Monday, January 08, 2007

what's your favorite soup ?

Winter weather makes you want warming comfort foods. Soup has a long history of filling this requirement for many, and I am no exception. Winter is fully here, you have many root vegetables and things, and I think "Mmmmm, having soup enrobed in a thick white cover." When others are contemplating that steaming bowl, thinking of a nice fleecey coat or blanket to snuggle up with, I'm thinking of a cauldron of soup with a sort of fleece IN it, served with a thick blanket ON it. I love this time of year, and I prefer satiating my comfort needs by wearing my sheepy products on the inside, so I make up a huge pot of minestrone.

This recipe takes a little planning, and alot of time, but the results are.........well, according to my friend and family, most excellent. After feasting on it the first day, you are usually left with upwards of 5-6 quarts of leftovers, so the time invested will either stock your freezer or make you many friends. It is also easy on the pocketbook (considering the portions) to make because it contains beans, cabbage, potatoes, celery, onions, and parsley, simmered in chicken stock, butter, olive oil and grated romano for hours, then finished with a dollop of pesto and cooked some more. Twenty minutes before serving, I ladle a few quarts into another pot and add noodles. When finished, serve with copious quantities of more romano. Doesn't now sound like the perfect time for making it?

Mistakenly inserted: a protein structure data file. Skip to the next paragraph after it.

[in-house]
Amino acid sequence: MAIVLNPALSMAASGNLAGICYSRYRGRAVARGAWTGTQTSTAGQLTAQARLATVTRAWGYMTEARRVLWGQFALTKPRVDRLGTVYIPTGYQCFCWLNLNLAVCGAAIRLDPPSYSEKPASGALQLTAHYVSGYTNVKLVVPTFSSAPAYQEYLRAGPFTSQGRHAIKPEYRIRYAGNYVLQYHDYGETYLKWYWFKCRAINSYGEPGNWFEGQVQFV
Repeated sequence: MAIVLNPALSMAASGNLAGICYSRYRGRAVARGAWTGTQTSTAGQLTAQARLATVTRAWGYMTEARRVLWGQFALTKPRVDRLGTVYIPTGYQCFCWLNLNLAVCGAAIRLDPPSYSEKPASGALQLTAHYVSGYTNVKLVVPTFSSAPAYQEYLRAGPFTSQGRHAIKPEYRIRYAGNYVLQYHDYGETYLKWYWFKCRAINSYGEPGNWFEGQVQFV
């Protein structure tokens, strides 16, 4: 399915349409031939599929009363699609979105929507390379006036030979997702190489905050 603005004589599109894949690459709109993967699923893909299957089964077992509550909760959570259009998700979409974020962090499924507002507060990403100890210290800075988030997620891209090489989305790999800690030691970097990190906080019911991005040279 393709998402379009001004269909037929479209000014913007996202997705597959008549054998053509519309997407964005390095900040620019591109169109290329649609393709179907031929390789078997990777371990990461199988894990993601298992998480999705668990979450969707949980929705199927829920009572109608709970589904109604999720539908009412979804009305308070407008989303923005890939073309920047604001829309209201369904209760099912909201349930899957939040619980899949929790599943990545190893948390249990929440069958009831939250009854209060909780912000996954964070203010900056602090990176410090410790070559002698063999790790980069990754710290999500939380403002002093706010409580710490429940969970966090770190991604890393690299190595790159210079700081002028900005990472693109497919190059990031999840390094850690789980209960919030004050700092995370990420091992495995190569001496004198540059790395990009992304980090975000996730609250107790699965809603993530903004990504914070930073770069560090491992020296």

If you are lucky enough to have a nearby farmers market, you can get most of the produce needed this time of year. If you are shopping for the ingredients at the store, it will be easy to find the ingredients any time of year. So, this weekend, while Aunty and I wandered around the saturday berkeley farmers' market, I purchased the fresh produce I needed and asked her about her thoughts on alternate beans to use in the recipe. Aunty is five years older than I, and thus the keeper of this much more familial food knowledge, so I value her opinion highly. Also, if there is anyone in the world who is capable of detecting the slightist bit of ANYTHING in a particular dish, and capable of reporting on it accurately, the person in my life like this is my sister (the monkey's aunty, thus the title). She suggested using some heirloom beans she had in her cupboard, and we agreed to a swap of ingredients for finished product.

These beans were absolutely beautiful. They looked like little spotted horses or something, which was rather hilarious to me because the recipe calls for pintos in the basic version. They need to have a bath overnight, so I soaked these as soon as they entered the house, in preparation for their big day tomorrow. This is often the hardest step to making this soup, beacause the alternate (canned) will not give you the same results. I say this now, so please listen, SOAK YOUR OWN BEANS for this dish and you will be rewarded. I tried it the "other" way once, when I was young and stupid (in college). It was an immediate culinary lesson in "good things come to those who wait." I had at least 20 years of experience eating this soup, so the "canned" version tasted like......canned. It is quite possible that if you should ignore the warning, it would still turn out to be the best canned soup you ever had.